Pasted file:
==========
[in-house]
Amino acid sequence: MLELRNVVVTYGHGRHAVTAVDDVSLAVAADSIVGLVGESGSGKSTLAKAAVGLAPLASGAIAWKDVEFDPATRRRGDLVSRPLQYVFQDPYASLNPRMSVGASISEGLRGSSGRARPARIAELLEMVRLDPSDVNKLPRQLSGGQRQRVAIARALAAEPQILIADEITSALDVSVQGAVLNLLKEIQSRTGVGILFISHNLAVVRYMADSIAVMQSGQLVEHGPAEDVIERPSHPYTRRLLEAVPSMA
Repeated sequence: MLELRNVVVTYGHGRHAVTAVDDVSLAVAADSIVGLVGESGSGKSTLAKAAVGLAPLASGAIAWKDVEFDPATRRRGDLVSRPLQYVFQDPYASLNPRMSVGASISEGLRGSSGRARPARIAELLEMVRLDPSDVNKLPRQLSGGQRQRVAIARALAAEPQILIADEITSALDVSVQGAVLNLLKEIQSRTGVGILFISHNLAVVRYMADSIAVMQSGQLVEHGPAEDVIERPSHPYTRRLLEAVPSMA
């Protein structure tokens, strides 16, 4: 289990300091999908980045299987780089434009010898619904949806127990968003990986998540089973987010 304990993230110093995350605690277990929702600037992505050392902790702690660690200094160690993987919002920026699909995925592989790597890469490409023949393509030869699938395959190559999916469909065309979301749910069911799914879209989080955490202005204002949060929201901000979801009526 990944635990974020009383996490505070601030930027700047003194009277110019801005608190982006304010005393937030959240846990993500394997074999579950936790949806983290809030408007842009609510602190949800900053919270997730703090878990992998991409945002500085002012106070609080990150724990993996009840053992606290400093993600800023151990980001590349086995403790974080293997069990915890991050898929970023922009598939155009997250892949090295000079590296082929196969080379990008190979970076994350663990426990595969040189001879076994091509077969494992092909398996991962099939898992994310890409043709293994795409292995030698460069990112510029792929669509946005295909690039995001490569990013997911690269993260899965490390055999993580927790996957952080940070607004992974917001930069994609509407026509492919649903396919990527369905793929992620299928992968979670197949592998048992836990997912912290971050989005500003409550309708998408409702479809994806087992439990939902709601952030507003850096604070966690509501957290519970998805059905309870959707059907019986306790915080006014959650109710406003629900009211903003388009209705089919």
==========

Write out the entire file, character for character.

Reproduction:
[in-house]
Amino acid sequence: MLELRNVVVTYGHGRHAVTAVDDVSLAVAADSIVGLVGESGSGKSTLAKAAVGLAPLASGAIAWKDVEFDPATRRRGDLVSRPLQYVFQDPYASLNPRMSVGASISEGLRGSSGRARPARIAELLEMVRLDPSDVNKLPRQLSGGQRQRVAIARALAAEPQILIADEITSALDVSVQGAVLNLLKEIQSRTGVGILFISHNLAVVRYMADSIAVMQSGQLVEHGPAEDVIERPSHPYTRRLLEAVPSMA
Repeated sequence: MLELRNVVVTYGHGRHAVTAVDDVSLAVAADSIVGLVGESGSGKSTLAKAAVGLAPLASGAIAWKDVEFDPATRRRGDLVSRPLQYVFQDPYASLNPRMSVGASISEGLRGSSGRARPARIAELLEMVRLDPSDVNKLPRQLSGGQRQRVAIARALAAEPQILIADEITSALDVSVQGAVLNLLKEIQSRTGVGILFISHNLAVVRYMADSIAVMQSGQLVEHGPAEDVIERPSHPYTRRLLEAVPSMA
């Protein structure tokens, strides 16, 4: 289990300091999908980045299987780089434009010898619904949806127990968003990986998540089973987010 304990993230110093995350605690277990929702600037992505050392902790702690660690200094160690993987919002920026699909995925592989790597890469490409023949393509030869699938395959190559999916469909065309979301749910069911799914879209989080955490202005204002949060929201901000979801009526 990944635990974020009383996490505070601030930027700047003194009277110019801005608190982006304010005393937030959240846990993500394997074999579950936790949806983290809030408007842009609510602190949800900053919270997730703090878990992998991409945002500085002012106070609080990150724990993996009840053992606290400093993600800023151990980001590349086995403790974080293997069990915890991050898929970023922009598939155009997250892949090295000079590296082929196969080379990008190979970076994350663990426990595969040189001879076994091509077969494992092909398996991962099939898992994310890409043709293994795409292995030698460069990112510029792929669509946005295909690039995001490569990013997911690269993260899965490390055999993580927790996957952080940070607004992974917001930069994609509407026509492919649903396919990527369905793929992620299928992968979670197949592998048992836990997912912290971050989005500003409550309708998408409702479809994806087992439990939902709601952030507003850096604070966690509501957290519970998805059905309870959707059907019986306790915080006014959650109710406003629900009211903003388009209705089919």